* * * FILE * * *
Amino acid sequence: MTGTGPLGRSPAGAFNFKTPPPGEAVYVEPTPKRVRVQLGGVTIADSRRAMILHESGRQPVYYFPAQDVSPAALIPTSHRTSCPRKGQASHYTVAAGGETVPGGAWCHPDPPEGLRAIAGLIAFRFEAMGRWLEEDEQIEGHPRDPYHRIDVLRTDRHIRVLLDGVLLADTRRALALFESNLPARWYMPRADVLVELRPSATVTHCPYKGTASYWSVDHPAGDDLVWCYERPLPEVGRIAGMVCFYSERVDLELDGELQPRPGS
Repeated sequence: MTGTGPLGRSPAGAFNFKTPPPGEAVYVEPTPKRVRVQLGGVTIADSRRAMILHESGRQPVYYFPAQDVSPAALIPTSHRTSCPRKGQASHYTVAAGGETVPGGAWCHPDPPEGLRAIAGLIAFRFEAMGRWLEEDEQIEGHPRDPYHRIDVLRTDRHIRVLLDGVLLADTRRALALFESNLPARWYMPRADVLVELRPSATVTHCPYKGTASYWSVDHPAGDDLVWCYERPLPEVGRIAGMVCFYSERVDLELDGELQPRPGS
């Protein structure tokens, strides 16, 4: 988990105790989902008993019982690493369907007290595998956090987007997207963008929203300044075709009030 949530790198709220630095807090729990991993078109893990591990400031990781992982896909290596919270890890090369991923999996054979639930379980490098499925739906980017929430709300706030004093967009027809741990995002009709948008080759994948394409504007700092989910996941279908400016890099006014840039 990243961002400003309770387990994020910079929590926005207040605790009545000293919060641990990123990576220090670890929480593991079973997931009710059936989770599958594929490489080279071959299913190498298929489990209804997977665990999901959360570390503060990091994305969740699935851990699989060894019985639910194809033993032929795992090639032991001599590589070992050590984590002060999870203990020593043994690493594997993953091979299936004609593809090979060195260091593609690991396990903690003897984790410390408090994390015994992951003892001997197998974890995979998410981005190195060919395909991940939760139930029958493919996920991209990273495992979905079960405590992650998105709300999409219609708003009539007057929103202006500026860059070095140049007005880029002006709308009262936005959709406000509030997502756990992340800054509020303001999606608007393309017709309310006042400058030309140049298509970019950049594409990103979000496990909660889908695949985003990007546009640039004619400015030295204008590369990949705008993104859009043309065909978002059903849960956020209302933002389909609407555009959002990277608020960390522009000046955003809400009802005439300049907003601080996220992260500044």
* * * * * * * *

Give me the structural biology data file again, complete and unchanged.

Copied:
Amino acid sequence: MTGTGPLGRSPAGAFNFKTPPPGEAVYVEPTPKRVRVQLGGVTIADSRRAMILHESGRQPVYYFPAQDVSPAALIPTSHRTSCPRKGQASHYTVAAGGETVPGGAWCHPDPPEGLRAIAGLIAFRFEAMGRWLEEDEQIEGHPRDPYHRIDVLRTDRHIRVLLDGVLLADTRRALALFESNLPARWYMPRADVLVELRPSATVTHCPYKGTASYWSVDHPAGDDLVWCYERPLPEVGRIAGMVCFYSERVDLELDGELQPRPGS
Repeated sequence: MTGTGPLGRSPAGAFNFKTPPPGEAVYVEPTPKRVRVQLGGVTIADSRRAMILHESGRQPVYYFPAQDVSPAALIPTSHRTSCPRKGQASHYTVAAGGETVPGGAWCHPDPPEGLRAIAGLIAFRFEAMGRWLEEDEQIEGHPRDPYHRIDVLRTDRHIRVLLDGVLLADTRRALALFESNLPARWYMPRADVLVELRPSATVTHCPYKGTASYWSVDHPAGDDLVWCYERPLPEVGRIAGMVCFYSERVDLELDGELQPRPGS
């Protein structure tokens, strides 16, 4: 988990105790989902008993019982690493369907007290595998956090987007997207963008929203300044075709009030 949530790198709220630095807090729990991993078109893990591990400031990781992982896909290596919270890890090369991923999996054979639930379980490098499925739906980017929430709300706030004093967009027809741990995002009709948008080759994948394409504007700092989910996941279908400016890099006014840039 990243961002400003309770387990994020910079929590926005207040605790009545000293919060641990990123990576220090670890929480593991079973997931009710059936989770599958594929490489080279071959299913190498298929489990209804997977665990999901959360570390503060990091994305969740699935851990699989060894019985639910194809033993032929795992090639032991001599590589070992050590984590002060999870203990020593043994690493594997993953091979299936004609593809090979060195260091593609690991396990903690003897984790410390408090994390015994992951003892001997197998974890995979998410981005190195060919395909991940939760139930029958493919996920991209990273495992979905079960405590992650998105709300999409219609708003009539007057929103202006500026860059070095140049007005880029002006709308009262936005959709406000509030997502756990992340800054509020303001999606608007393309017709309310006042400058030309140049298509970019950049594409990103979000496990909660889908695949985003990007546009640039004619400015030295204008590369990949705008993104859009043309065909978002059903849960956020209302933002389909609407555009959002990277608020960390522009000046955003809400009802005439300049907003601080996220992260500044």